A Christian comedy team that performed at five Southern Maryland public schools and invited students to an off-campus pizza party prompted a complaint yesterday from the American Civil Liberties Union.
In a letter to Charles County Superintendent James E. Richmond, the ACLU of Maryland said the program is "intended as a vehicle for religious proselytizing" and violates the First Amendment. Legal director Deborah A. Jeon wrote that "while these performers are free to disseminate whatever religious message they choose, they may not use the public schools to do so."
Rick and Mick Vigneulle have performed at two high schools and three middle schools in Charles County this year. A schools spokeswoman said the program, "Attitude Check," promotes anti-drug, anti-suicide and motivational messages.
The duo did not return a call to their Alabama office yesterday.
School officials previewed and approved the program in April, said spokeswoman Katie O'Malley Simpson, and "they didn't perceive it as religious."
The ACLU's complaint was made at the request of Candace Slobodnik, whose sixth-grader attended the assembly. "It's unbelievable to me that this was allowed in our schools," said Slobodnik, a teacher in Prince George's County. "Their whole message everywhere you look is religious and extremely evangelical."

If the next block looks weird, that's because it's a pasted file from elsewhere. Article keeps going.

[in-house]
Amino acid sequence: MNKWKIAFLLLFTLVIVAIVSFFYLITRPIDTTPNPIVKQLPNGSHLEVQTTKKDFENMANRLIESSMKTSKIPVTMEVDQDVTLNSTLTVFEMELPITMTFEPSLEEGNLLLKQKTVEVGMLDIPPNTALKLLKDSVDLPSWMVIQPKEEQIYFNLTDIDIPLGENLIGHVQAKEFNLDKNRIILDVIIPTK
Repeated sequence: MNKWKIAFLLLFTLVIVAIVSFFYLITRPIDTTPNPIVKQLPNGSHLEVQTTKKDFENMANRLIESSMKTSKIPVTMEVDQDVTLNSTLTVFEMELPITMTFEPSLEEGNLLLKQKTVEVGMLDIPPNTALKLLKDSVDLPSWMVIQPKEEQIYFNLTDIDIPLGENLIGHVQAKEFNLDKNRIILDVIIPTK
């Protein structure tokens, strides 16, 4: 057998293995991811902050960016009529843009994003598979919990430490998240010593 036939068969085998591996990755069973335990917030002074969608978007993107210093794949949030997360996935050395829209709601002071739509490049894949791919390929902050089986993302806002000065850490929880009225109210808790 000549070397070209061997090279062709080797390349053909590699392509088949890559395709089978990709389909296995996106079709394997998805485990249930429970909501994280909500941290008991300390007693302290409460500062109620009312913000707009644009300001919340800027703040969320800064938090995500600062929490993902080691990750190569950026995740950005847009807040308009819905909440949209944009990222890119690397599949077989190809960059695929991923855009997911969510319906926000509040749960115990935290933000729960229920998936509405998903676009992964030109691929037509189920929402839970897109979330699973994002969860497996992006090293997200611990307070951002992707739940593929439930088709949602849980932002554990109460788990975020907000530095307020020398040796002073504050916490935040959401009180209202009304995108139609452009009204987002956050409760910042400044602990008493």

The Vigneulles' Web site says the ministry has performed for 20 years in hundreds of high schools. "As a result of this major evangelistic outreach, over 15,000 students and adults have made decisions for Christ in the last two years alone!"
The pair write that "since most public high schools do not allow religious content," students are invited to an off-site Pizza Blast, which offers an opportunity to receive "Christ after hearing a clear and positive presentation of the gospel."
The school system did not give the Vigneulles permission to distribute fliers for the pizza party, O'Malley Simpson said.